Voices: Right on.
Mr. Kunstler: — and that your Honor is wholly responsible for that, and if this is what your career is going to end on, if this is what your pride is going to be built on, I can only say to your Honor, "Good luck to you."
(There were shouts of "Right On," and there was applause in the courtroom.) (Tr. 19,108-112).
WILLIAM M. KUNSTLER
After the Court ruled, on February 2, that the Reverend Abernathy would not be permitted to take the stand, the Court ordered that Mr. Kunstler and the other attorneys and defendants not mention the name of the Reverend Abernathy in front of the jury. Mr. Kunstler not only defiantly indicated that he fully intended to violate that order, but in the middle of the direct testimony of the witness Lynskey, Mr. Kunstler actually brought the Reverend Abernathy into the courtroom and made a statement to the jury and physically embraced the Reverend Abernathy in front of the jury. This flagrant violation of the Court's order is reported as follows:
Mr. Schultz: Your Honor, may the defendants and their counsel then not make any reference in front of the [sic, this] jury that they wanted Doctor [sic, Dr.] Abernathy to testify?
Mr. Kunstler: No, no.
The Court: I order you not to make such a statement.
Doctor Ralph Abernathy is going to come into this courtroom, and I am going to repeat my motion before that jury.
The Court: I order you not to.
Mr. Kunstler: Then you have to send me to jail, I am sorry.
Mr. Schultz: Your Honor, it is our position we are ready to go ahead now. If Doctor Abernathy were here, if he were here, it would be our position that they could put him on, but he is not here. We are ready to go ahead. We would like to proceed with the case.
The Court: Bring in the jury, Mr. Marshal.
Mr. Kunstler: We have a right to state our objection to resting before the jury.
The Court: Don't do it.
Mr. Kunstler: I am going to have to put my liberty in your hands on that score.
Mr. Schultz: Mr. Kunstler is simply inviting it.
Mr. Kunstler: Oh, of course, I am inviting it because what your Honor is doing is a disgrace in this court.
The Court: He did more than invite.
Mr. Kunstler: He will be here in five minutes. Your Honor, what is an honest man to do when your Honor has done what he has done? What am I to do? Am I to stand here and say, "Yes, yes, yes"?
The Court: I will ask you to sit down. I have heard enough from you along this [sic, that] line this morning, sir. I have never as a lawyer or a judge heard such remarks in a courtroom made by a lawyer.
Mr. Kunstler: Your Honor, no one has heard of such conduct as is going on in this courtroom from the bench. The New York Times is not alone in that respect, and this is the ultimate outrage — and I didn't say [sic, "that" omitted] — the editorial writers of the New York Times said that.
Mr. Schultz: May we proceed, your Honor?
The Court: Yes. I have ordered the jury brought in. (Tr. 19,140-42).
Mr. Kunstler: Your Honor, if I can interrupt, Doctor Ralph Abernathy has just arrived.
The Court: Let him sit down.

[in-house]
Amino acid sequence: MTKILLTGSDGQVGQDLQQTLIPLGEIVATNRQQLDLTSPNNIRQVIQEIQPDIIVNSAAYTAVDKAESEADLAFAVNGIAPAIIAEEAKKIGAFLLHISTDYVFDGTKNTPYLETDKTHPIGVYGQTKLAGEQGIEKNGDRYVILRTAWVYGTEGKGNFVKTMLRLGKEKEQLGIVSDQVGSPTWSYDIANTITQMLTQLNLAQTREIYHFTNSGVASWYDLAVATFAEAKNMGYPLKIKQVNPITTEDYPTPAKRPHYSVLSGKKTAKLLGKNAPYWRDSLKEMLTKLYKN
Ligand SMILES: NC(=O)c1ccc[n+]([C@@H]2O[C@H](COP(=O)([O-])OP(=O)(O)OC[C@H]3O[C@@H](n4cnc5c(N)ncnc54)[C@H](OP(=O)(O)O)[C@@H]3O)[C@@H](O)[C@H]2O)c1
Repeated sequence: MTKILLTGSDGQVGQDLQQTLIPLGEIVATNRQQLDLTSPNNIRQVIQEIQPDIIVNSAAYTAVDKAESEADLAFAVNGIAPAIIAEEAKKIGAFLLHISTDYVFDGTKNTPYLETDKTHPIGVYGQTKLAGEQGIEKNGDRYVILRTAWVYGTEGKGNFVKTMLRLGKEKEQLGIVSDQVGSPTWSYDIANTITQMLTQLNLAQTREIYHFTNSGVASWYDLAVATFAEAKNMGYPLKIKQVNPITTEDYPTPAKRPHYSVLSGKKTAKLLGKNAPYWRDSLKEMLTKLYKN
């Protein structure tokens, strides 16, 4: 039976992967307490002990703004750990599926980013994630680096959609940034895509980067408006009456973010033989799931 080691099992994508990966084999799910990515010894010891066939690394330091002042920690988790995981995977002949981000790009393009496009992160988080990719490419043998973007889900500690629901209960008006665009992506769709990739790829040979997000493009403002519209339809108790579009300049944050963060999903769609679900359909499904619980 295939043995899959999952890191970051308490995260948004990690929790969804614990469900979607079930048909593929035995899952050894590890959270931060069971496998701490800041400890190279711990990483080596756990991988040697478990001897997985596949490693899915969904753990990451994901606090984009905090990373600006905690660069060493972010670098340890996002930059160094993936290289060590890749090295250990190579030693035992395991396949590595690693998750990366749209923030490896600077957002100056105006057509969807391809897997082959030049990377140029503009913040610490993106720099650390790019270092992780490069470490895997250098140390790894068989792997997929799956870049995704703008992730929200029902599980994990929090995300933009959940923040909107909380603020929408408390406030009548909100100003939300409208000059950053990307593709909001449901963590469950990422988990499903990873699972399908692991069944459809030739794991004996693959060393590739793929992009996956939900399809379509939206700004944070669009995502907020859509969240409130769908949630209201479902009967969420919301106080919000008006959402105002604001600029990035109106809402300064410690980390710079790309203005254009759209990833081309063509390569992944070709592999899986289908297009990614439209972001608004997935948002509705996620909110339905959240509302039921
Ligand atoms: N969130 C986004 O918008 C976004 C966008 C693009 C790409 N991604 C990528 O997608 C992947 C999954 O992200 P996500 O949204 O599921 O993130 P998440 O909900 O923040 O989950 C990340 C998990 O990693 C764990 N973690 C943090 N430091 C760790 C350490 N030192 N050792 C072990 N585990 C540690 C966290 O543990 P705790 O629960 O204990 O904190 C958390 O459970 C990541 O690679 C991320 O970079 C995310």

Mr. Kunstler: I would like to put him on the stand for the defense.
The Court: Let him sit down.
Mr. Kunstler: I would like to move to reconsider to put him on the stand as a witness for the defense. It is now just 11:37.
The Court: Let him sit down, please. You may continue with your examination, Mr. Foran.
Mr. Kunstler: Does your Honor deny my motion?
The Court: I do, sir.
You may continue with your examination.
Mr. Kunstler: Your Honor, it is only 16 minutes after the Government said they would have no objection to having [sic, have] Doctor Abernathy testify. He was flown here from Atlanta to be a witness for the defense.
The Court: I do not interpret what the Government says to mean that, and the Government is not running this courtroom.
Mr. Kunstler: Your Honor —
The Court: Will you continue?
Mr. Kunstler: Is the truth to be deprived from this jury because of 16 minutes?
Mr. Foran: Your Honor, the Government is in the middle of the examination of a witness.
Mr. Kunstler: We have tried to get the few minutes delay so we could bring [sic, being] Doctor Abernathy here.
The Court: I ask you to sit down, sir.
Q. What was the noise level at that [sic, this] time?
Mr. Kunstler: Your Honor, before this goes on, would your Honor permit an application for Doctor Abernathy to testify after this witness has testified?
The Court: I ask you to sit down.
Mr. Kunstler: Otherwise we are going to excuse him.
The Court: Mr. Marshall, have that lawyer sit down.
Mr. Kunstler: Can you give me an answer to my question? We want to excuse Doctor Abernathy.
The Court: If you will please sit down —
Mr. Kunstler: I am going to be forced in a minute so I have no alternative.
The Court: Yes.
Mr. Kunstler: Can I get an answer sitting down to my question?
Mr. Foran: Your Honor, the interruption in the midst of the questioning of a witness in the presence of the jury is unheard of, your Honor. I wish he would —
A Voice: — Going to walk out of the courtroom because we can't put a man on the stand —
A Voice: Can't put on our witness —
The Court: Did you hear what I asked you to do, sir?
Mr. Kunstler: I am down.
The Court: Please continue with your examination.
Mr. Kunstler: I am going to ask Doctor Abernathy to leave, your Honor. It is obvious he is not going to testify.
Mr. Foran: Your Honor, the proper procedure is to discuss such matters outside [sic, "of" omitted] the presence of the jury, not in the midst of the questioning of the witness.
The Court: I ordered him not to discuss that witness in the presence of the jury before the jury came in. He violated my order.
Mr. Foran: Your Honor, may I wait? May I await Mr. Kunstler returning to counsel table?
Mr. Kunstler: I will be back, your Honor.
The Court: Yes. You may wait.
Let the record show the hug of counsel for the witness [sic, defendant].